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Liability Lawsuits


How vulnerable are you to a lawsuit? Do you have ‘deep’ pockets? Are you or your family in the public eye? Do you have domestic employees? Do you host events or entertain at home? Do your service providers (e.g. caterers, florists, and valet parking attendants) have insurance to protect you and your guests if they cause damage or injury? It is not just physical injury or property damage that can result in multimillion-dollar lawsuits.

Engaging in social media or speaking ill of a neighbour at a public meeting could provoke a suit for libel or slander; service on a not-forprofit board can lead to charges ranging from discrimination to misrepresentation.Personal employees can sue or be sued.

It Can Happen To You

In a recent case, a pedestrian received a $19 million settlement after she was accidentally struck by the defendant’s vehicle, causing brain damage, hallucinations, and memory loss. While this is an example of a rather large settlement, it is not uncommon for jury awards to exceed $1 million.

Even frivolous lawsuits can add up to huge legal costs. Plaintiffs’ attorneys often work on a contingency basis—so it costs nothing for someone to sue if there is potential for a windfall judgement. Defendants, on the other hand, must pay defense attorneys for every hour they work on a case. Not only are assets at risk, but so is future income. If you lack sufficient resources to pay assessed damages, the courts can award the plaintiff a portion of your future earnings to satisfy the judgement.

Protection Against Lawsuits

Supplemental protection against potential lawsuits is provided by excess (also known as umbrella) liability insurance. It begins where homeowners and automobile policies leave off, providing higher limits and additional coverage for:

  • claims for damages caused by you, your family (whether living at home or at school), and even your pets, whether they occur on or off premises;
  • non-business related personal injury liabilities, such as slander, libel, defamation, invasion of privacy, wrongful eviction, or false arrest;
  • liabilities faced during international travel—for example, a car accident involving a rental car while traveling out of the country; and
  • legal defense costs for a covered loss.

Protection For Volunteer Activities

Some excess liability policies provide limited liability coverage for volunteer work performed for a non-profit organization. Depending on the organization, there may be sufficient coverage provided by the group’s own insurance. But when this is not the case, philanthropic activities—such has holding a board position for a charitable organization—can put personal assets at risk. Additional coverage may take the form of an excess liability policy that specifically includes directors and officers (D&O) coverage for non-profit board service. You may also want to consider a separate D&O policy that would cover additional liabilities such as errors, omissions, misstatements, or breach of duty.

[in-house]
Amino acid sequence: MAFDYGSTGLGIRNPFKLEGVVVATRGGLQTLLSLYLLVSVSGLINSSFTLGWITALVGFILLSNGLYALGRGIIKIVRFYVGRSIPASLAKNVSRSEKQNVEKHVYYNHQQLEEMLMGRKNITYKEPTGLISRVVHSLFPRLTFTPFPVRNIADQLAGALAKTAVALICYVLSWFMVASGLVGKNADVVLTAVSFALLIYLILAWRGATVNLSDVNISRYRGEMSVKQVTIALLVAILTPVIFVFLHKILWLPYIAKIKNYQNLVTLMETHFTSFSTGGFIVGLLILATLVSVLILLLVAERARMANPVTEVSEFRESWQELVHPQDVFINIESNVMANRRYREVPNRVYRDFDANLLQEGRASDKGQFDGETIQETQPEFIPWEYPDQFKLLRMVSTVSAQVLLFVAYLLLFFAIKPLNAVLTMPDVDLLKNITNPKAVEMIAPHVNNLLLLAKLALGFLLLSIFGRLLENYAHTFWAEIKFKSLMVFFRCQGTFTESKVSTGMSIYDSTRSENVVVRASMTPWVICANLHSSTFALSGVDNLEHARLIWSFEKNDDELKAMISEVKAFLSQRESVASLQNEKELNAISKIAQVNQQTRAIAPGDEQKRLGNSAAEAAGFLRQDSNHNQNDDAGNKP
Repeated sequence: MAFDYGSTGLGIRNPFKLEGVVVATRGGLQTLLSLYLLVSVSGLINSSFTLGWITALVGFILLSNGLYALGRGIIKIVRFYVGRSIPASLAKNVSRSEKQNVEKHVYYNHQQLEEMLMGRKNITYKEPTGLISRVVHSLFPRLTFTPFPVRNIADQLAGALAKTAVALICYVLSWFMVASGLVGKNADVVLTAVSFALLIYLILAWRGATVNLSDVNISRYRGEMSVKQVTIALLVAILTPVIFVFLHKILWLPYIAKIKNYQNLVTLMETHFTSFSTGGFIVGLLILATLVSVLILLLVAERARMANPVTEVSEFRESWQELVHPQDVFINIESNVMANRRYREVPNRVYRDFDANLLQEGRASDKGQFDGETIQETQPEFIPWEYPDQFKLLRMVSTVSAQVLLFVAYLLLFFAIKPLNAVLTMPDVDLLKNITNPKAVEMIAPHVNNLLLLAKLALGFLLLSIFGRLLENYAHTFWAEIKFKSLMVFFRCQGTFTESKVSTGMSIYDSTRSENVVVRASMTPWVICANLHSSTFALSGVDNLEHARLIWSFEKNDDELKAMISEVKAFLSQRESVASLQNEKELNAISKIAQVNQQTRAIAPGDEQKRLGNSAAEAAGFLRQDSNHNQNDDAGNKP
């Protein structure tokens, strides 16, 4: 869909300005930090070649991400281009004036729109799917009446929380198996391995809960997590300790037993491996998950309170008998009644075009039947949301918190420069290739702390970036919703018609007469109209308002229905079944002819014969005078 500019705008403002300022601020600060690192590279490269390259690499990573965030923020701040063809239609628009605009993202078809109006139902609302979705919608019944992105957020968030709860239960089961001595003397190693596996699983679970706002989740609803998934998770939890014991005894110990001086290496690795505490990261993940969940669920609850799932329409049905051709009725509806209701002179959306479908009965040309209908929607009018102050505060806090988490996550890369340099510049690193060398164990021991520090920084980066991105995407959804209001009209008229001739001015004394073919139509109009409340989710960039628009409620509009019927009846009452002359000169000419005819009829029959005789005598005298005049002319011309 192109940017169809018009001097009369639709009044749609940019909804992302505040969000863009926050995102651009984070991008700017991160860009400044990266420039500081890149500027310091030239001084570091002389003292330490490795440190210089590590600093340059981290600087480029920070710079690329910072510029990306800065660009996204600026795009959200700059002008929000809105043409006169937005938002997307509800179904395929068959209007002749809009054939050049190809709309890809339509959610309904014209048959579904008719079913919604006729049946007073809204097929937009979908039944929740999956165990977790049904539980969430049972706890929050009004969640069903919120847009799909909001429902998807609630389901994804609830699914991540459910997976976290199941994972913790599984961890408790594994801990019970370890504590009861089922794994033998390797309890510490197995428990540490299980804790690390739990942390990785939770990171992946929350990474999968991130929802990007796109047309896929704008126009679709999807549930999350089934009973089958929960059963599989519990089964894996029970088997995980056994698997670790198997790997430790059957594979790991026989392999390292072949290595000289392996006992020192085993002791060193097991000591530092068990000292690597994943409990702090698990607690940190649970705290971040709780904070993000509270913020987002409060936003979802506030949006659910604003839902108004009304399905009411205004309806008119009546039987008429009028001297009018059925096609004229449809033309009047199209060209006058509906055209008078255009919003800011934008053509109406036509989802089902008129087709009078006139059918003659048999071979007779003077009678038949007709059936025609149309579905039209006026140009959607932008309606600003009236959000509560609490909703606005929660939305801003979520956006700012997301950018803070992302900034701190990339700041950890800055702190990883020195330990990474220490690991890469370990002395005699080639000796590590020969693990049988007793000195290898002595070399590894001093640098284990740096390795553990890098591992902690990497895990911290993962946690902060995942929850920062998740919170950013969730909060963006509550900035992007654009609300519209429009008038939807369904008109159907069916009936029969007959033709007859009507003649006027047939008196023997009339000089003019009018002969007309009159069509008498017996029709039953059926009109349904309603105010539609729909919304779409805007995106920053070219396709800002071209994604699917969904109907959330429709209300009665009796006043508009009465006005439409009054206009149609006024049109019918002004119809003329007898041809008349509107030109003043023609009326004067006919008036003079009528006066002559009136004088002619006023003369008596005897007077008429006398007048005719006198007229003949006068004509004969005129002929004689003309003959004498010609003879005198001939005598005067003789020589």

Personal Employees

Personal employees (e.g. household workers, health care givers, and personal assistants) raise two sets of liability considerations. The first consideration is liability caused by the employee. Homeowners, automobile, and excess liability policies should be structured to respond if the employee is involved in an accident while driving your car or accidently injures a guest visiting your home. Part-time and contract workers not covered under your own insurance should provide proof of workers’ compensation and liability insurance; you do not want to be liable if your caterer spills hot coffee that critically burns a guest.

The second consideration is for damages claimed by the employee. Workers’ compensation insurance protects you from claims if the employee is injured on the job. Insurance to protect against accusations of wrongful termination, sexual harassment, and misconduct should also be considered.

Liability may be your most important insurance issue because of the threat to your assets and future earnings. If you have any questions concerning the amount of your protection and its adequacy, contact your insurance broker.

Choosing Your Excess Liability Coverage

  • Personal Injury. Lawsuits involving accusations of libel, slander, defamation of character, mental injury, and wrongful eviction should be covered.
  • Directors Liability. When serving on boards of non-profit organizations, ensure that you have coverage for personal injury and property damage.
  • Defence Costs. Unlimited defence cost coverage is best—remember to ask for pre- and post-judgement interest coverage.
  • Uninsured Motorists. Make sure coverage extends to include damages you are legally entitled to receive from the owner of an uninsured or underinsured motorized land vehicle.
  • Rental Car Coverage. Coverage should optimally be included for cars rented for less than 30 days anywhere in the world.
  • High Limits. Ensure your coverage is adequate to protect your assets. Through some insurers, limits up to $50 million are available.
  • Worldwide Coverage. Look for worldwide liability coverages with no territorial restrictions and full protection for property such as homes, automobiles, and watercraft wherever they are in the world.
  • No Deductible. Some policies feature no self-insured retentions so you do not have to pay a deductible in the event of a claim.
  • Broad Definition of Named Insured. A broader definition of a covered person can mean fewer denied claims.